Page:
Before I break this down any further, I just want to say that I can name several families that have three or four kids with autism (who are hip-deep in caretaking and therapy, so they missed the gossip) and I could probably find a family with affected triplets. If you feel moved to help them in any meaningful way . . . Team TMR can make that happen.

As for the rest of it, get some help. I’m an adoptive mom of two kids with developmental and attachment issues. One was probably exposed to drugs in utero, and one is a walking primal wound. But with focused, appropriate attention, their issues aren’t hopeless or cast in stone. If you take these kids on, which you did, you don’t get to throw your hands up in the air and get all “Woe is me, it’s not fun anymore . . . it’s haaaaard. I’d rather go have a fun, new baby with my fun, new wife.” (Do I even have to point out how that’s another asshole move?)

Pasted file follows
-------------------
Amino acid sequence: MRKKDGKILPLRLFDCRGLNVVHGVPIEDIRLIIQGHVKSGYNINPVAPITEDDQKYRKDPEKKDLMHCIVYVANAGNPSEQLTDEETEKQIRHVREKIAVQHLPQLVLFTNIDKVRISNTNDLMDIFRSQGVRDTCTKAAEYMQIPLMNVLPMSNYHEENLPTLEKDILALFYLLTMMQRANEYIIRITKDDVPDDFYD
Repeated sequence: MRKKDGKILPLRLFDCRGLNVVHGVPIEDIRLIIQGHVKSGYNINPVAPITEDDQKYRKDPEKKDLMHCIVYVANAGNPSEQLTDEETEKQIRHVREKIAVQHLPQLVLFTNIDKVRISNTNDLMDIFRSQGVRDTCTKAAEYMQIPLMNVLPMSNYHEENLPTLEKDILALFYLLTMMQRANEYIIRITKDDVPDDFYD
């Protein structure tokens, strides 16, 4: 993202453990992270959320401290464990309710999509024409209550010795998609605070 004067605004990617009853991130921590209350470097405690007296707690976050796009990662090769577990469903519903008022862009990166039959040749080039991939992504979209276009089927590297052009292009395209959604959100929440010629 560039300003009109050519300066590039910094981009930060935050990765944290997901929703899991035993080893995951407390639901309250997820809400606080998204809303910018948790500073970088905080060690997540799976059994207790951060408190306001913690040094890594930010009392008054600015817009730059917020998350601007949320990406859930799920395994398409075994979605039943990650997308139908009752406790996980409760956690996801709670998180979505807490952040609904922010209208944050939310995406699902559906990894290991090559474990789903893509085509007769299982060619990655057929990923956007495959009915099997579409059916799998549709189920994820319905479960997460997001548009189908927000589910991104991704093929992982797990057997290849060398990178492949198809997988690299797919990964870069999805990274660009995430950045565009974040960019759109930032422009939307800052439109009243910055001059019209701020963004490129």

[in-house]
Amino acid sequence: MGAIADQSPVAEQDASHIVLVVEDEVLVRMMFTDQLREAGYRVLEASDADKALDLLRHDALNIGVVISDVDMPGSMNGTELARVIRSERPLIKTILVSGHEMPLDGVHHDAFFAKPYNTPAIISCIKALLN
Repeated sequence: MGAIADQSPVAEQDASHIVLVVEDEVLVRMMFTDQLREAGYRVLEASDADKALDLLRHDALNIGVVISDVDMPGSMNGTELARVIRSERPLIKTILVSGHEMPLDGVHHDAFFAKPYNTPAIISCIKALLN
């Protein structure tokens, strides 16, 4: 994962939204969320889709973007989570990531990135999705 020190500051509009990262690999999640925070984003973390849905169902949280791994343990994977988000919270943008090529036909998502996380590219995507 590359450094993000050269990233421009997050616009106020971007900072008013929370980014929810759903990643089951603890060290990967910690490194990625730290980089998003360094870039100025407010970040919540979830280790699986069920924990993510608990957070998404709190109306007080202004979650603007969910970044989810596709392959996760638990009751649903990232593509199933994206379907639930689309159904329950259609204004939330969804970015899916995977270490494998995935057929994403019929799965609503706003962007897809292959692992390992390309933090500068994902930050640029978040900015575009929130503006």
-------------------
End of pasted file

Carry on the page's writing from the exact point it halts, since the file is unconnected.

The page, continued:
Lisa Lampanelli

Lisa Lampanelli

It’s kind of like autism in that way. Focused, appropriate intervention can make a huge difference in the quality of life for kids diagnosed with autism. Some of them even recover and lose the autism label completely, like my oldest kid. (Oh wait, I, myself, have three kids with serious issues, including one who had a full autism diagnosis. And . . . still no. That joke was not funny.)

I’m not going to dump on you any more and walk away. I really don’t roll like that. I’m part of Team TMR, and we’re here to help.

Step One: If you can’t help your kids, or don’t think you can, please look after yourself. It’s kind of the theme over here. You’re a trauma survivor raising trauma-survivor kids. That’s not going to be a walk in the park, but it’s possible. Teenagers can be a total pain in the ass; they’re teenagers. But teens with extra baggage need extra: extra love, extra time, extra patience, extra understanding — just extra. Please don’t throw them under the bus because it’s hard.

So what could you do that might help? Look into some of these. Trauma and PTSD can trigger ongoing physical changes in the brain and in biochemistry. There are ways to address and release trauma without having to relive it.

Also, I can recommend lots of books from Learning the Dance of Attachment to Transforming the Difficult Child and The Mood Cure.